Cardiac arrest (CA) is considered a major public health issue. Few studies have focused on geographic variations in incidence and socioeconomic characteristics. The aim of this study is to identify clusters of municipalities with high or low CA incidence, and find socioeconomic factors associated with them.
CA data from three Parisian counties, representing 123 municipalities, were extracted from the French CA registry. Socioeconomic data for each municipality were collected from the French national institute of statistics. We used a statistical approach combining Bayesian methods to study geographical CA incidence variations, and scan statistics, to identify CA incidence clusters of municipalities. Finally, we compared clusters of municipalities in terms of socioeconomic factors.
Strong geographical variations were found among 123 municipalities: 34 presented a significantly increased risk of incidence and 37 presented a significantly low risk. Scan statistics identified seven significant spatial clusters of CA incidence, including three clusters with low incidence (the relative risk varied from 0.23 to 0.54) and four clusters with high incidence (the relative risk varied from 1.43 to 2). Clusters of municipalities with a high CA incidence are characterized by a lower socioeconomic status than the others (low and normal CA incidence clusters). Analysis showed a statistically significant relationship between social deprivation factors and high incidence.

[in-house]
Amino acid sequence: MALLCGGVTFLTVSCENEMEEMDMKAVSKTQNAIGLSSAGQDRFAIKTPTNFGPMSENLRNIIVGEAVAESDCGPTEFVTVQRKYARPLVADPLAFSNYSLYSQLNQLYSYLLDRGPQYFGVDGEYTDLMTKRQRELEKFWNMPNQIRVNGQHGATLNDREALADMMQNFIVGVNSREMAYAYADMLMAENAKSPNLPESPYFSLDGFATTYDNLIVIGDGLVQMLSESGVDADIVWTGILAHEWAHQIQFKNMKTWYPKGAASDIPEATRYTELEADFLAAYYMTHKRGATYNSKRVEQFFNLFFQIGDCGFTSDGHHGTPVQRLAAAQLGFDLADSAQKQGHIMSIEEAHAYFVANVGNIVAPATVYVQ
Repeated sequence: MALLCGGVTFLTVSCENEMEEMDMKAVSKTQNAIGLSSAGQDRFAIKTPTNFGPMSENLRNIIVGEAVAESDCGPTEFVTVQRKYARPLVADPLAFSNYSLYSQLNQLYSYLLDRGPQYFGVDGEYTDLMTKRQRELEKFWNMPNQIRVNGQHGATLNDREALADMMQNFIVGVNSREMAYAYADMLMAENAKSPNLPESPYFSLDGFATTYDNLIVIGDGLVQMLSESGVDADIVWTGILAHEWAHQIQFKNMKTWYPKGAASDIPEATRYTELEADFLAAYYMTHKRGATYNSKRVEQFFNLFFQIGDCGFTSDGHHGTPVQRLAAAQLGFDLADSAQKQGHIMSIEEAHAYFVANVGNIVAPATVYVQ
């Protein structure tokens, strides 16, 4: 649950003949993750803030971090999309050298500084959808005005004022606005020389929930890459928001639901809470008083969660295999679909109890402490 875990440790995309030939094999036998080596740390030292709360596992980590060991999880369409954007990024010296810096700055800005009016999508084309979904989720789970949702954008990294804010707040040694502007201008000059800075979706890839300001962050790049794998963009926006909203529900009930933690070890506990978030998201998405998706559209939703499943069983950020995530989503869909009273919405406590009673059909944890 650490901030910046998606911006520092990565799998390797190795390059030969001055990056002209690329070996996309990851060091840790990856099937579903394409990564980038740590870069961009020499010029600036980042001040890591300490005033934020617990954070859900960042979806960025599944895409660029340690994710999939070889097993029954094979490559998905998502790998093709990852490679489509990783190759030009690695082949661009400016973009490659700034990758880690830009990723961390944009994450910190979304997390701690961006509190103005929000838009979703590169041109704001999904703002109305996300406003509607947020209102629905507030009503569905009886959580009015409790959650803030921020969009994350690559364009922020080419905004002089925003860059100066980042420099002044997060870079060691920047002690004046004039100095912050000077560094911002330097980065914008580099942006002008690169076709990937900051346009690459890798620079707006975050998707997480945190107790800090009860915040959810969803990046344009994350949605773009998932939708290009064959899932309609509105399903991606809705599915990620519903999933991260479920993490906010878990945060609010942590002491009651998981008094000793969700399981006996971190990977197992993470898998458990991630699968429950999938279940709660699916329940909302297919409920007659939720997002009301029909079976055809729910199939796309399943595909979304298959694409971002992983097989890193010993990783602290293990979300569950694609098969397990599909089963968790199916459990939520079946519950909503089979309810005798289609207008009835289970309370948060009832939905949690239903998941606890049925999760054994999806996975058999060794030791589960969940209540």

This study shows strong geographical variations in CA incidence and a statistically significant relationship between over-incidence and social deprivation variables.
aDepartment of Public Health, EA2694, University of Lille
bFrench National Out-of-Hospital Cardiac Arrest Registry Research Team, RéAC
cGR-RéAC, French national out-of-hospital cardiac arrest registry research group, Lille
eAP-HP, Department of Emergency Medicine, Avicenne Hospital, Inserm U942, Paris 13 University
fAPHP, Department of Emergency Medicine, Henri Mondor University Hospital
gAPHP, Department of Emergency Medicine, Raymond Poincaré University Hospital, Paris
hHCL, Department of Emergency Medicine, Lyon University Hospital, Claude Bernard University, Lyon, France
Received 7 July 2017 Accepted 30 October 2017
Correspondence to Hervé Hubert, PhD, Department of Public Health, EA2694, Institute of Health Engineering of Lille, University of Lille, 42, rue Ambroise Paré 59120 Loos, France Tel: +33 320 623 741; fax: +33 320 623 738; e-mail: email@example.com